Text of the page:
Bankruptcy Law Questions? Ask a Bankruptcy Lawyer Now.
I have a US federal student loan of $25k from 20 years ago that I used when i came to study in Canada. I have incrementally paid off some of it over the years. But it has grown to 5 times the original amount. I have been a landed immigrant in Canada for 15 years. I am a US citizen. I just got a lay-off notice from my job in Canada. Do I declare bankruptcy in the US or Canada? I own nothing in either country. Is there any other way to achieve this stafford loan debt forgiveness? What happens to me if I just stop paying and default? I am married to a Canadian for 12 years. She owns nothing. Does she have any [email protected]
yes the loan is a stafford loan from the US FED government that i took to study in canada in 1991-93. I have been landed immigrant in canada since 1997. They do not do debt forgiveness on loans although there is a bill being debated in congress now to limit interest to 50% of the original amount, regardless of repayment duration. I would like to know my options for bankruptcy. I have heard that US student loans are dis-chargeable through Canadian Bankruptcy
move my question to US law list
A U.S. Contributor here Your Question: I have a US federal student loan of $25k from 20 years ago that I used when i came to study in Canada. I have incrementally paid off some of it over the years. But it has grown to 5 times the original amount. I have been a landed immigrant in Canada for 15 years. I am a US citizen. I just got a lay-off notice from my job in Canada. Do I declare bankruptcy in the US or Canada? I own nothing in either country. Response 1: You have to file for bankruptcy protection in Canada. Since you now live in Canada and do not have any assets in U.S., the proper venue for your bankruptcy case would be in Canada. Under 28 U.S.C. Section 1408, a debtor may commence a bankruptcy case in any federal judicial district in which the domicile, residence, principal place of business, or principal assets of the debtor have located for 180 days prior to the bankruptcy petition, or for a longer portion of that 180 days than any other district.
Is there any other way to achieve this stafford loan debt forgiveness?
Response 2: There is none except applying for loan forgiveness (which you chance of success is little to zero) or transferring (consolidation) your loan back to the U.S. Department of Education, through the Ford Direct Loan Program where you can pay monthly based on your income and since you do not have any income, your payment would be zero. You would look into Income –based Repayment Plan (“IBR”). For more information on Ford Direct Loan Program, click on the link below:
What happens to me if I just stop paying and default?
Response 3: Nothing. If you do not have a job and do not have any assets that can be reached by your creditor, there is really nothing the creditor can do to you. Even if the creditor files a lawsuit and prevails, the creditor would not be able to enforce the Judgment because of lack of assets. You are deemed to be Judgment Proof at that time.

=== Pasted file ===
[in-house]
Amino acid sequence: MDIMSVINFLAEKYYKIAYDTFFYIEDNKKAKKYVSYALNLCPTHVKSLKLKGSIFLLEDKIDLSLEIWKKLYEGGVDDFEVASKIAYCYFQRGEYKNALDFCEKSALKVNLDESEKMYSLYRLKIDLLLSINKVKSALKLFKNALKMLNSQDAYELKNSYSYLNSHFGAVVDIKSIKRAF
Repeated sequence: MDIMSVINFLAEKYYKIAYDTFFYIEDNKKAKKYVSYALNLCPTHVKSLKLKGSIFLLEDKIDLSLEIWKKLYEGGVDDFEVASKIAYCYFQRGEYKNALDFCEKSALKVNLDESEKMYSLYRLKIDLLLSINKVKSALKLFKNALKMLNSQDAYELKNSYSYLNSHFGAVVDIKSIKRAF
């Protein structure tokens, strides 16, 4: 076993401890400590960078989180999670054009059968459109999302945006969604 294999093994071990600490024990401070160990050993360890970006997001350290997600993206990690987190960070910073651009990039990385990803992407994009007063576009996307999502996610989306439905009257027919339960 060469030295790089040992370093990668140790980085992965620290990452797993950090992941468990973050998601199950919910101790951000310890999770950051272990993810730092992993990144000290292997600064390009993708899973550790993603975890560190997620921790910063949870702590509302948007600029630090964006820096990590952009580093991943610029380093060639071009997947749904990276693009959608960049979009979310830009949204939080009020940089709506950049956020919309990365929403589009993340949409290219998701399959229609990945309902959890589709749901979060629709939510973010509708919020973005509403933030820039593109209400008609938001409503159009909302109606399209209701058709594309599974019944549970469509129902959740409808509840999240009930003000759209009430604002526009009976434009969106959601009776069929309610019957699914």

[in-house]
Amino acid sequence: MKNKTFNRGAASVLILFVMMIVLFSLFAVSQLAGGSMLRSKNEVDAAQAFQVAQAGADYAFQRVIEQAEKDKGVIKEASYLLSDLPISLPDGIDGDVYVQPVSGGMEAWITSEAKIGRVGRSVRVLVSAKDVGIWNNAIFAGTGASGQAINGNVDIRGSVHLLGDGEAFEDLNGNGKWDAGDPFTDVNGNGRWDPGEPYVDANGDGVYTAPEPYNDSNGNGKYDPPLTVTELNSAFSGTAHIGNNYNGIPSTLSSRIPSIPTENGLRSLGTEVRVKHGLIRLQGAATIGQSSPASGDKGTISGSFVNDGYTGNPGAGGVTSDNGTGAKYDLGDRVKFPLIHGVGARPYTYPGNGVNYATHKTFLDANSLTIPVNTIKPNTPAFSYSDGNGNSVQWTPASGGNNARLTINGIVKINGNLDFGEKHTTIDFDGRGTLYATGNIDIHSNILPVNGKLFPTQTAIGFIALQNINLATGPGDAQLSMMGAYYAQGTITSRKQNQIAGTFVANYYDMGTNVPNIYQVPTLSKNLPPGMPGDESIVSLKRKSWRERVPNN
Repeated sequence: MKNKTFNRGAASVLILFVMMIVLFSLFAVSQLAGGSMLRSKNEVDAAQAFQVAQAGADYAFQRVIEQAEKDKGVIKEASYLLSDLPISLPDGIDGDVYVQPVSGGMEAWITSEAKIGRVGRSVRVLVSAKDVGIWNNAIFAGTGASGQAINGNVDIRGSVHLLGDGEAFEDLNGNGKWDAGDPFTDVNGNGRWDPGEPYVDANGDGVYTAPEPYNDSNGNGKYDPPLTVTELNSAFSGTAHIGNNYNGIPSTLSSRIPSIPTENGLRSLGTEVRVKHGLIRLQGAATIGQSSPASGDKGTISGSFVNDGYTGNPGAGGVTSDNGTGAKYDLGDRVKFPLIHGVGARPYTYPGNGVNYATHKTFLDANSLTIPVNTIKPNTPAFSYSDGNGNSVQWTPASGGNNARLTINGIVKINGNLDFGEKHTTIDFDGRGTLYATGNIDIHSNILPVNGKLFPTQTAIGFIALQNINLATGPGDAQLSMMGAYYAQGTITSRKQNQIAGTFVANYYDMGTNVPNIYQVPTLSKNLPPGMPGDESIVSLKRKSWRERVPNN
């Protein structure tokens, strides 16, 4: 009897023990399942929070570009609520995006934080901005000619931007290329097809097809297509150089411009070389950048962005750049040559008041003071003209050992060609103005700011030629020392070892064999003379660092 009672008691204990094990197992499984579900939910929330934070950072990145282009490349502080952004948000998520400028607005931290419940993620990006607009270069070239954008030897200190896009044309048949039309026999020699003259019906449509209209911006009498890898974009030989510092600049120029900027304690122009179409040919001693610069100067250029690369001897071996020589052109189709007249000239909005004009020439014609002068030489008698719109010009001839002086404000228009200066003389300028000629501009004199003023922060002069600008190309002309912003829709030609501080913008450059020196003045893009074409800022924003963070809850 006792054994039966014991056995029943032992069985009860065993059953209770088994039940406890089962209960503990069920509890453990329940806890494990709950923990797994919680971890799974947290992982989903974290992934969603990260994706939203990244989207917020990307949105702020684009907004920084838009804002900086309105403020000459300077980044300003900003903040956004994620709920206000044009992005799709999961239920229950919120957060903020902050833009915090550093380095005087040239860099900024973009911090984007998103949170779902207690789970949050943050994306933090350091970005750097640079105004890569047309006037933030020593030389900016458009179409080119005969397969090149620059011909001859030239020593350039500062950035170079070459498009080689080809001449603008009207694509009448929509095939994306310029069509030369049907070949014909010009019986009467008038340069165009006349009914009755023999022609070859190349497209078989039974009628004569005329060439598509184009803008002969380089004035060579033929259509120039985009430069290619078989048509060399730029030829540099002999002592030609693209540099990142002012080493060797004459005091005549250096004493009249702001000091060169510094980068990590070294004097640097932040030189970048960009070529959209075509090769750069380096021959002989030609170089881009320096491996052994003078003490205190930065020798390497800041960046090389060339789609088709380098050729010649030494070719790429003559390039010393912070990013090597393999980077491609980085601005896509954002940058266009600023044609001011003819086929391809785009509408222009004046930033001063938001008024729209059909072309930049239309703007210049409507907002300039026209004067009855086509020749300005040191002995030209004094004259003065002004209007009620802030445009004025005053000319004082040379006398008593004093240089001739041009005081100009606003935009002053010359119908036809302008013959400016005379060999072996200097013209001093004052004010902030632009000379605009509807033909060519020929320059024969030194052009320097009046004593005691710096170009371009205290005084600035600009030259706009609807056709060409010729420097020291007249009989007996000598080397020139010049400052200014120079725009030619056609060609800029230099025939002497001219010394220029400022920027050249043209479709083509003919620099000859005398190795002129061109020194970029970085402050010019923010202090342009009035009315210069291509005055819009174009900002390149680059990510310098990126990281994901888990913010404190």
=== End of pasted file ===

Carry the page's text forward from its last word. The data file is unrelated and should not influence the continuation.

I am married to a Canadian for 12 years. She owns nothing. Does she have any [email protected]
Response 4: Your wife absolutely has no liability for your student loans.
thanks - last Q?. If the federal government creditor files a lawsuit what then? WIll I be prevented from traveling to the US? Are lawsuits over similar $ amounts uncommon?
thanks - last Q?. If the federal government creditor files a lawsuit what then? WIll I be prevented from traveling to the US? Response 1: No, you would not be prevented from travelling just because a lawsuit has been filed against you. Are lawsuits over similar $ amounts uncommon? Response 2: There is no set amount for a lawsuit. However, it would not make any sense to file a lawsuit if the Attorney's fees would be greater than the student loans.
The federal government does not file the lawsuit itself. The government retains debt collectors to evaluate the case and then make a decision whether to file a lawsuit. Also and more importantly, the federal government does not have to file a lawsuit in order garnish U.S. Social Security benefits if the debtor is already receiving benefits or do U.S. tax refunds intercepts.
DISCLAIMER: Answers from Experts on JustAnswer are not substitutes for the advice of an attorney. JustAnswer is a public forum and questions and responses are not private or confidential or protected by the attorney-client privilege. The Expert above is not your attorney, and the response above is not legal advice. You should not read this response to propose specific action or address specific circumstances, but only to give you a sense of general principles of law that might affect the situation you describe. Application of these general principles to particular circumstances must be done by a lawyer who has spoken with you in confidence, learned all relevant information, and explored various options. Before acting on these general principles, you should hire a lawyer licensed to practice law in the jurisdiction to which your question pertains.
The responses above are from individual Experts, not JustAnswer. The site and services are provided “as is”. To view the verified credential of an Expert, click on the “Verified” symbol in the Expert’s profile. This site is not for emergency questions which should be directed immediately by telephone or in-person to qualified professionals. Please carefully read the Terms of Service (last updated February 8, 2012).